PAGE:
The government contends here, as it did before the Board, that LaBarge's claim did not arise from a contract covered by the CDA. According to the government, LaBarge is not truly seeking reformation of its contract. Rather, the government argues, LaBarge seeks to have the award to it set aside and to be awarded a new contract based on its initial bid. The nature of this claim is for breach of the implied contract of fair dealing,2 which was preliminary and ancillary to the coupling contract because it addresses how the government must deal with offerors in the process of selecting a contractor. The government maintains that the Board may not assert jurisdiction over the implied contract of fair dealing under the CDA because that contract is not one covered by the Act.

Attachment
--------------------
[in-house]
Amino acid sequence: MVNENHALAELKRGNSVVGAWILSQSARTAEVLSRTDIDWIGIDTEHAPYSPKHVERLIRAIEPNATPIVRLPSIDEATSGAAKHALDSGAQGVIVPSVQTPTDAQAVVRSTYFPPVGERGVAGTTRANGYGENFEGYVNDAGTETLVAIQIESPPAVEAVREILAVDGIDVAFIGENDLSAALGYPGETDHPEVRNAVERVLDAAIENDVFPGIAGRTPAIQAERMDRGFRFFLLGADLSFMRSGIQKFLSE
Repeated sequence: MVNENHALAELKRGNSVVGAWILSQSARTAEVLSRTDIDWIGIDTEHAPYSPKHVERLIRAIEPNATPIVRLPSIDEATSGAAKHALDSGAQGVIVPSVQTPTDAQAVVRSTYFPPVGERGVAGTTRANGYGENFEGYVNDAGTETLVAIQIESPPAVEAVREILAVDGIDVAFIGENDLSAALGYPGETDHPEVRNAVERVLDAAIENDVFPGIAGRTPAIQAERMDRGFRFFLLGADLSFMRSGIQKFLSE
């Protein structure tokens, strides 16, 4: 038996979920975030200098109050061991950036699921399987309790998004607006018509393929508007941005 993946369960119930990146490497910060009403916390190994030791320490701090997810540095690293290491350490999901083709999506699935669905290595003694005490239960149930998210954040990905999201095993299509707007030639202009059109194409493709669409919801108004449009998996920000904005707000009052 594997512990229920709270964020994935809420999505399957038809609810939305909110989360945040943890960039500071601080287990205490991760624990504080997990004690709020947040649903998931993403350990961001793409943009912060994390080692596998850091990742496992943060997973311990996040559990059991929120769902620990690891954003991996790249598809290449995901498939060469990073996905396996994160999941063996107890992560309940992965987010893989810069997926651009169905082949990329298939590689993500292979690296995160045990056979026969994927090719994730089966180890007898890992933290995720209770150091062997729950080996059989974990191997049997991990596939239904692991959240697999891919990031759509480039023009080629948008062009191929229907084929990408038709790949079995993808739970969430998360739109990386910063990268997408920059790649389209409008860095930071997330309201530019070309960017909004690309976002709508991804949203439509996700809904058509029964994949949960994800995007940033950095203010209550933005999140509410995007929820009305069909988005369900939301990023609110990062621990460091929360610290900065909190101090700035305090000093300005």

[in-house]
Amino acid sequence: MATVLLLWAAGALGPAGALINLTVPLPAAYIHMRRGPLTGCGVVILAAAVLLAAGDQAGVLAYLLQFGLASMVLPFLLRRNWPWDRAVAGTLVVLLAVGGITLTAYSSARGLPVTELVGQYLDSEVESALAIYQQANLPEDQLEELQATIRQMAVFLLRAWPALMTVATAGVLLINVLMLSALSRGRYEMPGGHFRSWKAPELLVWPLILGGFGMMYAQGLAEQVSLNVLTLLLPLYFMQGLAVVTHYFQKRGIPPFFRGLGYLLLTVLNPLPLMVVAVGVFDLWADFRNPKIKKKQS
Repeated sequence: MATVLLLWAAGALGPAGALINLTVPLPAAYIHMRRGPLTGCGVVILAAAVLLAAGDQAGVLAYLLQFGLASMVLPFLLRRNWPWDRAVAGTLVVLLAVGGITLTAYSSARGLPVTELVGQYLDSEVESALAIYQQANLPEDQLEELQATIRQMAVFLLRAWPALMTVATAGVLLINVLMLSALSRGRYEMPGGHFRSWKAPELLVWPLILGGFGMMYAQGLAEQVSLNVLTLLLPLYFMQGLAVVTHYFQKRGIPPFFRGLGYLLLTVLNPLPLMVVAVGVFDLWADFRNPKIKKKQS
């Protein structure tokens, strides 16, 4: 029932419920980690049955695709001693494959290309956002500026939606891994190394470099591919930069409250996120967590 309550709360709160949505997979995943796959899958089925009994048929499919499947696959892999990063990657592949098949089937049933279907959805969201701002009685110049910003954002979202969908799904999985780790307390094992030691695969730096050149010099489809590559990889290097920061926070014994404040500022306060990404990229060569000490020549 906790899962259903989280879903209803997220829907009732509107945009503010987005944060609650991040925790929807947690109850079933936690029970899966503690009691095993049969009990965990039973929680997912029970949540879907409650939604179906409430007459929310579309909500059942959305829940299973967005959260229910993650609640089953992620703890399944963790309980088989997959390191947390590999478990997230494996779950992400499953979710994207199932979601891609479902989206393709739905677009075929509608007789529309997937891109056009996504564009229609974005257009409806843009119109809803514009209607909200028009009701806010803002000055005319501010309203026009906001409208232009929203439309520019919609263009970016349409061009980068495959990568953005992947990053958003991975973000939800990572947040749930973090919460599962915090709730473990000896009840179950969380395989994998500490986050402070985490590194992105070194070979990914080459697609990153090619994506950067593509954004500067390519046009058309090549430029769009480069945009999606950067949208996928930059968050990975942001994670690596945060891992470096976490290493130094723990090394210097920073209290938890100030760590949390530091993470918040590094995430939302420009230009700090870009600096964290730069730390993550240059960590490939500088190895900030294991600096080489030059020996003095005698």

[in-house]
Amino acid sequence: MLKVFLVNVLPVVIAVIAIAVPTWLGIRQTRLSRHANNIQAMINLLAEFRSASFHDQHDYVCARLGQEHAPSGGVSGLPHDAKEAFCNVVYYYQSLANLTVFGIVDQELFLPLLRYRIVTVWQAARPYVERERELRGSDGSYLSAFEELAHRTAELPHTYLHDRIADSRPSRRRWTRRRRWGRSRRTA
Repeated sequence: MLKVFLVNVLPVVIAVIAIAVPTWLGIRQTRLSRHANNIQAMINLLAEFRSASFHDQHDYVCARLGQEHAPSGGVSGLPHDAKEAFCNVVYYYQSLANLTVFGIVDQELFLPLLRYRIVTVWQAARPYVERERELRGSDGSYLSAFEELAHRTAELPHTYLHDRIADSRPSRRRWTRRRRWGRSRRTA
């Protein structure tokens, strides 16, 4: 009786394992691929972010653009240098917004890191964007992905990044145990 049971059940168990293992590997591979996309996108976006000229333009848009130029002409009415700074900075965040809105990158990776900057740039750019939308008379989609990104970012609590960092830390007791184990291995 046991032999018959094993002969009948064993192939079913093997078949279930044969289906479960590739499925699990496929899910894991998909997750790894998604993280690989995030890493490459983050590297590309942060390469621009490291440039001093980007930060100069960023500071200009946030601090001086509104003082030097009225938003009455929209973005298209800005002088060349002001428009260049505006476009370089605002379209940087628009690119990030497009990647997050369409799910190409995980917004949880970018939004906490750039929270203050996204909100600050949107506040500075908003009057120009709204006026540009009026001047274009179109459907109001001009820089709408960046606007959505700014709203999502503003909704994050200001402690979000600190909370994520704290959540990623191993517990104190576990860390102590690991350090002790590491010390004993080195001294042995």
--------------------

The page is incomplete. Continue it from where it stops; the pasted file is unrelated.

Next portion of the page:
For support the government relies on Coastal Corp. v. United States, 713 F.2d 728 (Fed.Cir.1983), which held that the implied-in-fact contract to treat bids honestly and fairly is not a contract covered by the CDA. In that case, Coastal Corporation (Coastal), a prospective government contractor, appealed to the Department of Energy Board of Contract Appeals (EBCA) a final decision by the contracting officer denying Coastal's claim for bid preparation costs incurred in connection with a solicitation for proposals that was prematurely cancelled. Coastal's claim was grounded in the implied-in-fact contractual obligation on the part of the government to treat Coastal's bid honestly and fairly. Id. at 730. Coastal contended that by cancelling the solicitation for an allegedly improper reason, the government had breached that obligation and, therefore, was required to pay Coastal's bid preparation expenses to compensate for the breach. Id. After the EBCA denied the claim on the merits, Coastal appealed to this court. On appeal, we held that the EBCA had lacked jurisdiction over Coastal's claim. In so doing, we stated that the implied-in-fact contract obligating the government to treat a bid honestly and fairly is not a contract for the procurement of goods or services under section 3(a) of the Act. Id. Thus, because the CDA does not cover an implied contract to treat bids honestly and fairly, the Act could not give the EBCA jurisdiction over Coastal's claim.